10 True Tales of Pitbull Heroism


After a dog attack that killed a woman earlier this year in Montreal, the Canadian city approved breed-specific legislation targeting pit bull-type dogs. Under the new law, no one would be able to get one of these dogs, and people who already have them would have to face severe restrictions, like paying a high fee for a permit, muzzling the animals in public, and keeping them on a leash that is 4 feet long. Any owners who don’t get the special permit will likely have their dogs seized and put down.

Luckily for the pit bulls of Montreal, Justice Louis Gouin of the Quebec Superior Court has suspended the legislation until a hearing about the legality of the law is held. But the legal scuffle has likely furthered false negative perceptions of the breed—even though the dog that initially spurred the ruling wasn't necessarily a “pit bull-type” dog; the Humane Society claims it was registered as a boxer.

Breed-specific legislation on the whole has been proven ineffective. Hundreds of cities have adopted them, forcing dog owners to jump through hoops like DNA tests, obtaining liability insurance, and enduring lengthy permit processes. But the fight against dogs hasn’t always been focused at pit bulls—in the past it’s been German shepherds, Doberman pinschers, and Rottweilers—and studies from Australia and the Netherlands have found that the bans aren’t reflective of reality. The American Bar Association, the U.S. Centers for Disease Control and Prevention, the Humane Society of the United States, and the American Veterinary Medical Association have all noted the ineffectiveness of these laws, as well as pointing out that research doesn’t implicate one breed as worse than others.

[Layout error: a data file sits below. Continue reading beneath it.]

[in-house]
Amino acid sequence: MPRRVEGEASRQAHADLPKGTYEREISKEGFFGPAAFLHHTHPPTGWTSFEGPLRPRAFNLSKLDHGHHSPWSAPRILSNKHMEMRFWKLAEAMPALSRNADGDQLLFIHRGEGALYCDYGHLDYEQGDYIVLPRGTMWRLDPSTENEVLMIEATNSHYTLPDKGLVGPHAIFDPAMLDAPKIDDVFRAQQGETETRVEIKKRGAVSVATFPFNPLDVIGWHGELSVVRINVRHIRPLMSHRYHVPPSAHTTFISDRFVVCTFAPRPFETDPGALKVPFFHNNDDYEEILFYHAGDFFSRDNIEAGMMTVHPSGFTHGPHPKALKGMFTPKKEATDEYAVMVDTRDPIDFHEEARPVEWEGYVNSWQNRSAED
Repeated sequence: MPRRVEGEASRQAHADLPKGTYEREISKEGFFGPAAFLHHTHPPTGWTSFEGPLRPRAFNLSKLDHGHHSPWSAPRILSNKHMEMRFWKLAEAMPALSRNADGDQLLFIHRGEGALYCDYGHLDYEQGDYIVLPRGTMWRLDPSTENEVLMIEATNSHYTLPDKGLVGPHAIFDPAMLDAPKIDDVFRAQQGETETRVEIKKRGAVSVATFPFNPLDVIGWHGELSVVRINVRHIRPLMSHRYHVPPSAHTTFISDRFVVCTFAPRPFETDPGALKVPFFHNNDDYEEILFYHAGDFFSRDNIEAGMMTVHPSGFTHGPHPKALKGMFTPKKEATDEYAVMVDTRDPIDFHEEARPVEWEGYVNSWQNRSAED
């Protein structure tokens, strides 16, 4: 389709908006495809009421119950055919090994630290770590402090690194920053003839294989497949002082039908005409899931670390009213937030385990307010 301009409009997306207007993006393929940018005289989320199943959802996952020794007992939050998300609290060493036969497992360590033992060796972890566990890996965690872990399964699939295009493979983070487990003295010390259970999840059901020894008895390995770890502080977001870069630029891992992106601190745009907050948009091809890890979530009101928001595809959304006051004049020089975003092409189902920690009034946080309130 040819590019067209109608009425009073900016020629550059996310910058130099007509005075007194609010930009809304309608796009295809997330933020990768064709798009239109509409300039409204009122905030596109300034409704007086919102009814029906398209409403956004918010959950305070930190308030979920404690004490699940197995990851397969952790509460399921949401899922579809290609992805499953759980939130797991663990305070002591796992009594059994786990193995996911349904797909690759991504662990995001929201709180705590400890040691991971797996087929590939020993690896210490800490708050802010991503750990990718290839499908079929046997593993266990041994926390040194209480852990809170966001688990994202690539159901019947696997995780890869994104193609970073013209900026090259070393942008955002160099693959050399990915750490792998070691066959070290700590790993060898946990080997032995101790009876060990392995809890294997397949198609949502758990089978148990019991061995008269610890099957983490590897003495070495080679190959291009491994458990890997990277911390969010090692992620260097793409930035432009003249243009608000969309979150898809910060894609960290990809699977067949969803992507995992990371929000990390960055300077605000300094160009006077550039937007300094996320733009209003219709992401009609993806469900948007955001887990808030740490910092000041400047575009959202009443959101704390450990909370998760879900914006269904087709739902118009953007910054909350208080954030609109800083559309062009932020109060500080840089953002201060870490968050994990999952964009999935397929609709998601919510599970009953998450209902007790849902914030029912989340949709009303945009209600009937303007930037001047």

Pit bulls are known (and loved) for their sweet, silly personalities, and loyalty to their owners and other animals. Here are 10 stories of pit bulls that were true heroes.


One day in 2007, in Cagayan de Oro in the Philippines, a cobra found its way into the kitchen of the Fronteras family. The snake went after 87-year-old Liberata la Victoria and her granddaughter, Maria Victoria Fronteras—but the family’s 4-year-old pit bull, Chief, wouldn’t allow anyone to get hurt. When Fronteras screamed for help, the dog rushed in to protect both women from the cobra, shielding them from two attacks and then grabbing the snake by the neck and smashing it on the kitchen floor until it died. But in the process, he suffered a fatal bite on his jaw. Chief was able to give his owners one last glance and wag of the tail before dying from the attack. A local pit bull club later released balloons in his honor.